So here’s what the District Attorney’s office had to say for itself.

Responding to complaints from the GOTR crew and more importantly, our listeners and fellow citizens, the Office of the District Attorney of Harris County has offered an explanation of what happened this weekend. To say the least, we were disappointed by the weekend’s events and the DA’s office has tried to offer some explanation. Speaking through their Public Information Officer, Jeff McShan, the DA’s office says they are looking at “the big picture.”

As mentioned, a friend of the show was the victim of a burglary last week. This burglary occurred just hours after it was announced that District Attorney Devon Anderson had joined Prosecutors Against Gun Violence, promising to seek solutions against and actively prosecute gun crimes. Just 48hrs later, her office was presented with a an opportunity to deliver on those promises. McShan says his boss is “tough on crime,” but having her Assistant District Attorney refuse mutliple charges seemed like a contradiction and joining PAGV, co-chaired by New York County District Attorney Cyrus Vance, Jr., and Los Angeles City Attorney, Mike Feuer, neither of whom are known to be friendly to gun owners, likely does her no favors among the conservative voters she’ll need for her re-election campaign.

So, what is the long version of this “big picture” explanation? Well, according to McShan, the ADA refused charges of burglary because in the eyes of the court, simply possessing the guns does not mean they had anything to do with the burglary.  As someone who once found himself in possession of a stolen gun, I’ll vouch for that answer and that answer alone with one critical exception. In my case, I never wavered in the facts of how I came to possess the gun and everything I told the cops was readily verified by everyone involved. Well, everyone except the suspect originally involved in the burglary who, if I remember correctly, was already in a hospital with multiple blunt force injuries when police went looking for him. In this case however, the suspects’ stories about how they came into possession of the stolen guns changed multiple times and were in conflict with each other during their encounter with police. In law enforcement, I’m told they call this a clue. An indicator of deception if you will. You know…A lie. But it’s not proof they knew the guns were stolen according to the ADA. And so, she also refused charges of possession of stolen property. By the way, this is where that “big picture” argument comes in.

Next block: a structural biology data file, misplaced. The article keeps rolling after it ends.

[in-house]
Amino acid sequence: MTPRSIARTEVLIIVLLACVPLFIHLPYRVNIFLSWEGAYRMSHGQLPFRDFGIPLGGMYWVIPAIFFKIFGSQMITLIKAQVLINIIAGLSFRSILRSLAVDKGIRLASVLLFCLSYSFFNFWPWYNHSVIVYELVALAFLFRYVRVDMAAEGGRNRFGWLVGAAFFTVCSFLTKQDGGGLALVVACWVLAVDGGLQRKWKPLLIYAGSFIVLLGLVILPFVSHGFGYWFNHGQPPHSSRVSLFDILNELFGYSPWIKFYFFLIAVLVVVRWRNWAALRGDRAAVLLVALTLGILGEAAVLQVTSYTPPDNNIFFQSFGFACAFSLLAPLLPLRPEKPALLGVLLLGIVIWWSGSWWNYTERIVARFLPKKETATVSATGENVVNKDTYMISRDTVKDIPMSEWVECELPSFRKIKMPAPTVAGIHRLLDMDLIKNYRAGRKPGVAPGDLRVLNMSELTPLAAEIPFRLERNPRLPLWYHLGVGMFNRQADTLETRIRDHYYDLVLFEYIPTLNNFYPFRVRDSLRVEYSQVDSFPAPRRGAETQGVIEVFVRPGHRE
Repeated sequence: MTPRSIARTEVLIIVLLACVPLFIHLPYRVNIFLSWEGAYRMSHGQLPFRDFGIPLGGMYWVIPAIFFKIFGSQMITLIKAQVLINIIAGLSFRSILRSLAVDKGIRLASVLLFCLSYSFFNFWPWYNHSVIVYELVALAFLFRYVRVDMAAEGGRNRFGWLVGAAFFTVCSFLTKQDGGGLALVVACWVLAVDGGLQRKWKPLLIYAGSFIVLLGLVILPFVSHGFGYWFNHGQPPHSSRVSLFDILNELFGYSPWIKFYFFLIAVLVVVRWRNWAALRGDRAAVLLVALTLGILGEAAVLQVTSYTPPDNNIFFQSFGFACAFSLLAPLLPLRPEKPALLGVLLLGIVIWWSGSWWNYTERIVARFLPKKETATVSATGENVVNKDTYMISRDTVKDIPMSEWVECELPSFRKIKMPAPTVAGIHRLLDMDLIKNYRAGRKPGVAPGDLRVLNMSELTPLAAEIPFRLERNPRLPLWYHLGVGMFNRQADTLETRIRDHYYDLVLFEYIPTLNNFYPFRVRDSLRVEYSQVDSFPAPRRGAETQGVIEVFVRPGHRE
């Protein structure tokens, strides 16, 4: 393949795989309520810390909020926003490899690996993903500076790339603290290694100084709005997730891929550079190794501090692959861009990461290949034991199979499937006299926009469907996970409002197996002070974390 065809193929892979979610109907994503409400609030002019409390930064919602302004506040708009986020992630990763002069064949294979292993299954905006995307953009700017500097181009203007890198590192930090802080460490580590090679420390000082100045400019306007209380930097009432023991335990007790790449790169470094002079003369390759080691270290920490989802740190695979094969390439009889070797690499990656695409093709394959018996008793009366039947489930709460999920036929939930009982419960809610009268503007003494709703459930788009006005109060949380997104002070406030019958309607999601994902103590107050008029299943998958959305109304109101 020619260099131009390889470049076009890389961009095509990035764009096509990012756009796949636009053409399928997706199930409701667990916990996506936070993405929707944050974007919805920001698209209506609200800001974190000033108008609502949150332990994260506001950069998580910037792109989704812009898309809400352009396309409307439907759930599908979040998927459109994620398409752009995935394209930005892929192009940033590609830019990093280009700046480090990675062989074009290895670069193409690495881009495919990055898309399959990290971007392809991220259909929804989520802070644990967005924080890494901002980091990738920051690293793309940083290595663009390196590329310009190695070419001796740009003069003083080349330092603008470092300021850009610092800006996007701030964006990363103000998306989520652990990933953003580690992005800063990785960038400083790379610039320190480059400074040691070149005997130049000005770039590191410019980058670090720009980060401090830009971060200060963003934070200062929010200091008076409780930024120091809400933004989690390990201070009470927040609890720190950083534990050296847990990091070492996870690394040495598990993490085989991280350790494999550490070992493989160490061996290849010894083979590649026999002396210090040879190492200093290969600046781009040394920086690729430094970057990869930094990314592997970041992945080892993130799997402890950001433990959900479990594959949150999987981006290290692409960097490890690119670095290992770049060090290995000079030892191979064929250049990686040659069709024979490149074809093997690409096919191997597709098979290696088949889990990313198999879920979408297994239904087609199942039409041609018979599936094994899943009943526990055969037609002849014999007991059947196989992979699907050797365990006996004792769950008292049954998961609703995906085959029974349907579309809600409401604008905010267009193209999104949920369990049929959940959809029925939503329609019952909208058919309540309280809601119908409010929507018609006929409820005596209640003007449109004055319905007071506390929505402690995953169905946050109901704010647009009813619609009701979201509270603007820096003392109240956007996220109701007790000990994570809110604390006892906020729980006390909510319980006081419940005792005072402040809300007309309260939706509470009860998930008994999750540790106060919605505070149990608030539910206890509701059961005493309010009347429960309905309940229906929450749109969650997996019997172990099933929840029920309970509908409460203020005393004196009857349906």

You see, the claim is that the ADA who took the call from deputies, knew that a conviction for possession of stolen property might be easy but, could mean a short sentence…As little as six months. So with that in mind, the ADA instructed the deputies to release the suspects, seize the weapons and refer the case to investigators. You see, if investigators can make a burglary arrest, that is a 2nd degree felony. A 2nd degree felony punishable by a minimum of 2 years or a maximum of 20 years in prison and a $10,000 fine. So why not arrest them AND investigate them? Well, because again, the ADA was “looking at the big picture.” You see, the DA’s office says that possession charge, which they originally said might be an easy conviction, might also be an easily dismissed by a judge. Again, Anderson believes her ADA made the right call. Be that as it may, it was only after the deputies made their fourth and fifth call to the ADA, citing chapter and verse of Chapter 46 of the Texas penal code regarding possession of prohibited ammunition in this case, that charges were finally accepted and an arrest made. The suspects have since bonded out on that charge and have a pending court date for it.

One hopes there really is an ongoing investigation regarding the suspects’ involvement in the burglary. But the “big picture” in our experience, being that it’s a burglary with no loss of life or significant injury, would suggest that further investigation is unlikely. The DA may be tough on crime but, burglaries are rarely listed as “cleared” by law enforcement agencies. Burglaries, in the big picture, are not considered “violent” crimes that police agencies consider a priority. I honestly hope that isn’t the case here but, having experienced my own burglary, I have little faith that anything more will come of this case. Conviction is not assured and there’s an election coming.  At the end of the day, the district attorney’s job is to convict the accused and get re-elected. This case does not figure into that equation but, maybe, just maybe, Anderson will prove me wrong.


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